Obviously, every company has developers that can be categorized according to their age, expertise, the experience of working in the company, and so on.
We’ll talk further about three interesting types of developers that are probably working in your software development or software testing company, you just need to look more closely.
An “elephant” is always careful, methodical, and extremely diligent, his/her software code is completely “clean” and professionally structured.Such a person can describe the purpose of every line rapidly and completely clearly.
Such developers always read a technical manual and specifications from cover to cover.
“Elephants” always perform a thorough analysis and won’t develop software until they completely understand what they should do and in what way.
Just imagine a historian from a notional primary source library who suddenly claims: “I need only 20 manuscripts to say for sure that Arthur exactly was the king of England and possessed Excalibur.”
An “elephant needs proof and nothing but the proof.
A “magician” can make a ready product out of thin air: find some perfect parts of code from the Stack Overflow platform and qualitatively paste them into a missing puzzle of a project that is being developed.Such developers act before they think.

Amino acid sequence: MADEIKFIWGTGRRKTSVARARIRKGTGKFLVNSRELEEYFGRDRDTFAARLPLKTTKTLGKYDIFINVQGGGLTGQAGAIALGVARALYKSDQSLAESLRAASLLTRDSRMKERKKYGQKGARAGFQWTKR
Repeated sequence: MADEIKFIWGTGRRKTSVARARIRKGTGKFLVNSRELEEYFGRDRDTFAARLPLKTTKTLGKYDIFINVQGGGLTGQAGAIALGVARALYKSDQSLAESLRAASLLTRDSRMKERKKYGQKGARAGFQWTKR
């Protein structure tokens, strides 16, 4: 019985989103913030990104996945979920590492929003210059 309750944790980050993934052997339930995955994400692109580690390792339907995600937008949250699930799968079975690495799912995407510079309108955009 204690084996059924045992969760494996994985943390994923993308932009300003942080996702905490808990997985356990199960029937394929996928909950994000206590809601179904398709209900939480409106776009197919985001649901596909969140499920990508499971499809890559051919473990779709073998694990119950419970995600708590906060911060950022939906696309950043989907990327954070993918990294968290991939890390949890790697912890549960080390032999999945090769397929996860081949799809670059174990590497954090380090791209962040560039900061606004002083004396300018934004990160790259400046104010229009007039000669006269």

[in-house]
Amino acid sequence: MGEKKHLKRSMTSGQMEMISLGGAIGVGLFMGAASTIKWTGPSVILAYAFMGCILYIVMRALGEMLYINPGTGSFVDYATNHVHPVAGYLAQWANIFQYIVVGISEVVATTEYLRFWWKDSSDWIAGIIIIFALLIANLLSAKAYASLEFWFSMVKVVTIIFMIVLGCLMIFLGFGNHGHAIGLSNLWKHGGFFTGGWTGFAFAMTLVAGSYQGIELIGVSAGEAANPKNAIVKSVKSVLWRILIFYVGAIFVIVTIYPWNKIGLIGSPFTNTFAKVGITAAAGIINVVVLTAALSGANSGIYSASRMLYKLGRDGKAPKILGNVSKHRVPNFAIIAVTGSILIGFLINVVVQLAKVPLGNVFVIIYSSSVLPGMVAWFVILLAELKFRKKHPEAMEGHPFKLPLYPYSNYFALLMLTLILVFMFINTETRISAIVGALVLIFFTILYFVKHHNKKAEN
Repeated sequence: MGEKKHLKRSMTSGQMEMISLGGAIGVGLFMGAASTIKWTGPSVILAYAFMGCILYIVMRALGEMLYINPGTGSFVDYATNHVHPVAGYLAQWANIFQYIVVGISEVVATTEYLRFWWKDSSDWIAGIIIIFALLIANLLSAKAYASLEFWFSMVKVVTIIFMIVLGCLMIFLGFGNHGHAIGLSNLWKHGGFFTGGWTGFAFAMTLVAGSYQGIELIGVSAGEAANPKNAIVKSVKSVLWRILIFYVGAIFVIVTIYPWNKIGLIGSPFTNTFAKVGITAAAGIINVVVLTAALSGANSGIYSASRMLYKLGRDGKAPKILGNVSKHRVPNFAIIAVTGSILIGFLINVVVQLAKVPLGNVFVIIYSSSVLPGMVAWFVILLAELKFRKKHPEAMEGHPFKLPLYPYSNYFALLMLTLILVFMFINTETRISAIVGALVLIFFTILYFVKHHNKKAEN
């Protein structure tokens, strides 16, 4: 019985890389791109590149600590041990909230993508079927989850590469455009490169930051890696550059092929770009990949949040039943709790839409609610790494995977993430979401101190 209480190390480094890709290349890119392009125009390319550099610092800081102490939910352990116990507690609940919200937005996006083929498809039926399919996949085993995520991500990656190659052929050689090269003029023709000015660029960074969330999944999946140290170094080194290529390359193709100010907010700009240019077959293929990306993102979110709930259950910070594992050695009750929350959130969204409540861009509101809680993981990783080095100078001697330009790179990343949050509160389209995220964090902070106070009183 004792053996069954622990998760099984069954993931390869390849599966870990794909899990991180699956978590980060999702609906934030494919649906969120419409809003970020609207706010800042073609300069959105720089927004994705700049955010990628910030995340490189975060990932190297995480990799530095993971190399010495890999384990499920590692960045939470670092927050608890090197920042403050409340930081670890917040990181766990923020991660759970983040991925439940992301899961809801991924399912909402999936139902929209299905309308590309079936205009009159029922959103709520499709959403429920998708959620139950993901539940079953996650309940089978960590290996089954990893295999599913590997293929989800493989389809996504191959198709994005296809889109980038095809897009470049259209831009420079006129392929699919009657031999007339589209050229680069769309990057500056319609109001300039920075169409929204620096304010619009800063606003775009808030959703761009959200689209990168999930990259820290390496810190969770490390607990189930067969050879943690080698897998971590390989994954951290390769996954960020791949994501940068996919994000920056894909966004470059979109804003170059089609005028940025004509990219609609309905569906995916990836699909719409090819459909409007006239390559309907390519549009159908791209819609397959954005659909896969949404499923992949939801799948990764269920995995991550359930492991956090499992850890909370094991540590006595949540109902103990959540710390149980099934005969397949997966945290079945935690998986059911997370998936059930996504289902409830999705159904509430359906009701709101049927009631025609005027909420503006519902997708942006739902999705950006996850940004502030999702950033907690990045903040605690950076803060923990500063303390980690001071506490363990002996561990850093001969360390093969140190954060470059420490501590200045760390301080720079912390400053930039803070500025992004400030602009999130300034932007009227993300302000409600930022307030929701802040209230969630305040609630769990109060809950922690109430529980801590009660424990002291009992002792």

Magicians perform analysis by analyzing several documents until they find a promising part of the software code.
Magicians can have incomplete understanding why the solution they have suggested doesn’t lead to an expected result.
For example, we see a traveler in an unknown land – he/she doesn’t start learning the traditions and cultural specificities, has a bad knowledge of the language but a simple smile and a promising “thank you” help him/her to make new friends and easily discover the greatest places of rest.
“Magicians” trust only their instincts.
Though these two approaches to solving technical issues are completely different in their structure, it’s very important that developers feel completely comfortably in these two roles.
MentorThe best way to save acquired skills is to exchange your experience with someone else.
The practice of teaching frequently assists a mentor in practicing and building a certain basis to improve his/her personal skills by using various methods.
One of the reasons why it’s so useful to be similar to a mentor is that students will always ask such a good question: “Why?”
To give a satisfactory answer to students who always ask “Why?”, we need an “elephant” with a good knowledge of this field.
But to move to the project of any student and get rid of unnecessary stuff, we need an instructor who will help to simplify API, IDE usage, the packages that may be never used by him/her – and it’s really “bread and butter” for a “magician.”